November 5, 2014 / 2:42 PM / 5 years ago

Berkeley passes soda tax; effort may be tougher elsewhere

BERKELEY Calif. (Reuters) - The California city of Berkeley overwhelmingly approved the first U.S. ballot measure to tax sugary soft drinks, and while supporters hope it will unleash similar efforts nationwide, organizers of the measure say their grassroots effort will not be easy to duplicate.

A sign for the "Yes on D" campaign in the window of the Measure D election headquarters in Berkeley, California November 3, 2014. REUTERS/Robert Galbraith

The success in Tuesday’s vote in liberal Berkeley follows a string of failures to tax soda, including in nearby Richmond, California, in 2012, as well as in New York City.

Berkeley’s new law will impose a 1-cent-per-ounce tax on sugar-sweetened beverages. But a similar measure in nearby San Francisco was defeated on Tuesday, highlighting continuing challenges for future efforts.

Berkeley council member Linda Maio, one of the measure’s key backers, credited the success to lessons learned from Richmond’s failure, as well as local planning focused on her city.

For other cities, she plans a primer that will include pointers on private polling, building a base of volunteers and messaging, which in Berkeley’s case revolved around the impact diabetes has on the African American community.

The local branch of the National Association for the Advancement of Colored People was one of the early supporters of the measure.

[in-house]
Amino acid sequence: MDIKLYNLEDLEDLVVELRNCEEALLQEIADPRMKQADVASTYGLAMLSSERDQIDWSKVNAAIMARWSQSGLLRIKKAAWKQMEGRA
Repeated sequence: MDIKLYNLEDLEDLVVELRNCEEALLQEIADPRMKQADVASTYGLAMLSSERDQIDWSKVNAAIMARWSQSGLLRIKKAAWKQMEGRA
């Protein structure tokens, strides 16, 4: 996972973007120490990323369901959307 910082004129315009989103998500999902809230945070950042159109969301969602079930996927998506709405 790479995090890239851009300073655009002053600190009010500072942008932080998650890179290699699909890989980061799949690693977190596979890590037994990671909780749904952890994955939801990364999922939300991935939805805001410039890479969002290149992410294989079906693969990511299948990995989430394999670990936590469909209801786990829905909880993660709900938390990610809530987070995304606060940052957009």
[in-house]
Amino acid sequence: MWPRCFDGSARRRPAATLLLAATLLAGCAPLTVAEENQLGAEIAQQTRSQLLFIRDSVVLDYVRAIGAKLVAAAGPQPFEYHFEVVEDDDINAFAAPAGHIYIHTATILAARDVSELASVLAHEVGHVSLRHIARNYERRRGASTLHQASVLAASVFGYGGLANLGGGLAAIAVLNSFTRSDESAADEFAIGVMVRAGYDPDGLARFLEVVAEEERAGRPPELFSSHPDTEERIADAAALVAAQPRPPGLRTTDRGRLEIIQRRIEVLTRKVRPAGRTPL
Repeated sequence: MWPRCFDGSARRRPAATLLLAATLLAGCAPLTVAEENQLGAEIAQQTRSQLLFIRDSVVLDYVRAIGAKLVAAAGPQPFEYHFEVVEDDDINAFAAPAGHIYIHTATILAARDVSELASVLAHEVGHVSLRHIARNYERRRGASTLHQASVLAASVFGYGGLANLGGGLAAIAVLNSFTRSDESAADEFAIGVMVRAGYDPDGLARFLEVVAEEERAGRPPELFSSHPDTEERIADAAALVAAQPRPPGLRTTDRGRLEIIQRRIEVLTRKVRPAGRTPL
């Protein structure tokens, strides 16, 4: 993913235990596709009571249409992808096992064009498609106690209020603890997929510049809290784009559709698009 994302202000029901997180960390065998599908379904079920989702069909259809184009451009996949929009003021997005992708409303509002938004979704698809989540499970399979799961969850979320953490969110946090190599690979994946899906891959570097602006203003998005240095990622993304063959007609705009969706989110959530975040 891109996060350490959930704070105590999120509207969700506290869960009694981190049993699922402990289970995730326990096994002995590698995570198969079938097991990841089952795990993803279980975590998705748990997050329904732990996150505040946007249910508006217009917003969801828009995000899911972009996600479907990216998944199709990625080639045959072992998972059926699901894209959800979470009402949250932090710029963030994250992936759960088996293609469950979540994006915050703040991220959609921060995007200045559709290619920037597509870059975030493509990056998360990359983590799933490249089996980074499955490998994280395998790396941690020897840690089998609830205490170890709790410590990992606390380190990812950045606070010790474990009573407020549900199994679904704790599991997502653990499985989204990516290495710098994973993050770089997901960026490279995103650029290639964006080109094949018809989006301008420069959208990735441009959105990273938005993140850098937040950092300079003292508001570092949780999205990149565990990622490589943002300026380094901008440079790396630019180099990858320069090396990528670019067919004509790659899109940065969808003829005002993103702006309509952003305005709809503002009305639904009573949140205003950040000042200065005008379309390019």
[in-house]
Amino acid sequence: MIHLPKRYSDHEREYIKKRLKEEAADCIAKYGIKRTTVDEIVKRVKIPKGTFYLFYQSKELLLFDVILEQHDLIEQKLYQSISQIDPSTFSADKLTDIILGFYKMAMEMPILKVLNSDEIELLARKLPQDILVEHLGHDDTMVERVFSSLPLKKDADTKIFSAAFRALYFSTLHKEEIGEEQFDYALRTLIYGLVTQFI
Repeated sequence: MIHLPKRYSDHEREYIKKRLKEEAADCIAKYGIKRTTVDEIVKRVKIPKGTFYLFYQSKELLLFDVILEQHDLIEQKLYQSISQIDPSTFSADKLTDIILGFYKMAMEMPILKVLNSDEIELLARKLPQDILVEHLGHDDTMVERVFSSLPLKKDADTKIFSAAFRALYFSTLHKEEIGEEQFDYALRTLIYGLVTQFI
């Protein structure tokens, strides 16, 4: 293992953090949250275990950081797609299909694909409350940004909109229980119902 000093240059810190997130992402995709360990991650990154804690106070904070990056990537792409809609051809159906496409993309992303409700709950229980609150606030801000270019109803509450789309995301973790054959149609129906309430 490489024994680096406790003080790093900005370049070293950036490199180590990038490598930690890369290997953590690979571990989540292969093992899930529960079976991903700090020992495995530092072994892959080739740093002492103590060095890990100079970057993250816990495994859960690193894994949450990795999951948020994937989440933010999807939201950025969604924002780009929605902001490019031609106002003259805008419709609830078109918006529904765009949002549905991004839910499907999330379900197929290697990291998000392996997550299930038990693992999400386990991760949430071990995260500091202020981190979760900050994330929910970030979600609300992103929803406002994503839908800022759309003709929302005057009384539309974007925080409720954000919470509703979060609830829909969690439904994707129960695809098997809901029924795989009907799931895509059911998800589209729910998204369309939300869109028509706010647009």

“Other towns would have to tailor for their own situation,” making it unlikely that Berkeley’s soda tax victory would be quickly replicated, Maio said.

Former New York Mayor Michael Bloomberg donated $647,000 to Berkeley’s campaign, facing off against soft drink makers that spent more than $2 million. His efforts to limit soda sales in the nation’s largest city were previously thwarted by a legal challenge from the soda industry.

Bloomberg is ready to assist with future efforts in other municipalities but will decide whether to get involved based on the strength of each campaign and the chances of the measure passing, said Bloomberg aide Howard Wolfson.

“Overall, we are going to look aggressively to partner with local leadership,” he said.

Bloomberg chose not to get involved in San Francisco because he thought the two-thirds vote required to pass the tax was too difficult to reach, Wolfson said. In Berkeley, a majority vote was needed.

American Beverage Association spokesman Christopher Gindlesperger said Berkeley’s effort was a case of “venue-shopping” by soda-tax advocates who have little support elsewhere in the nation.

“By no means does Berkeley’s passing a soda tax portend a trend,” he said.

Maio and other organizers, including public health activist Vicki Alexander, say they spent more than a year planning the effort, meeting repeatedly with Richmond organizers, who told them what to expect, including an onslaught of anti-tax ads. [ID:nL1N0ST0SP]

Despite early entreaties from Berkeley organizers for help, Bloomberg’s donation came only late in the game, Alexander said. The group focused instead on winning the backing of influential local groups.

From the start, the Berkeley campaign was intent on independence.

When consultants for San Francisco’s soda tax measure showed up at a Berkeley planning session earlier this year to offer their input, they were turned away at the door.

Addiitonal reporting by Anjali Athavaley in New York; Editing by Lisa Von Ahn and Dan Grebler

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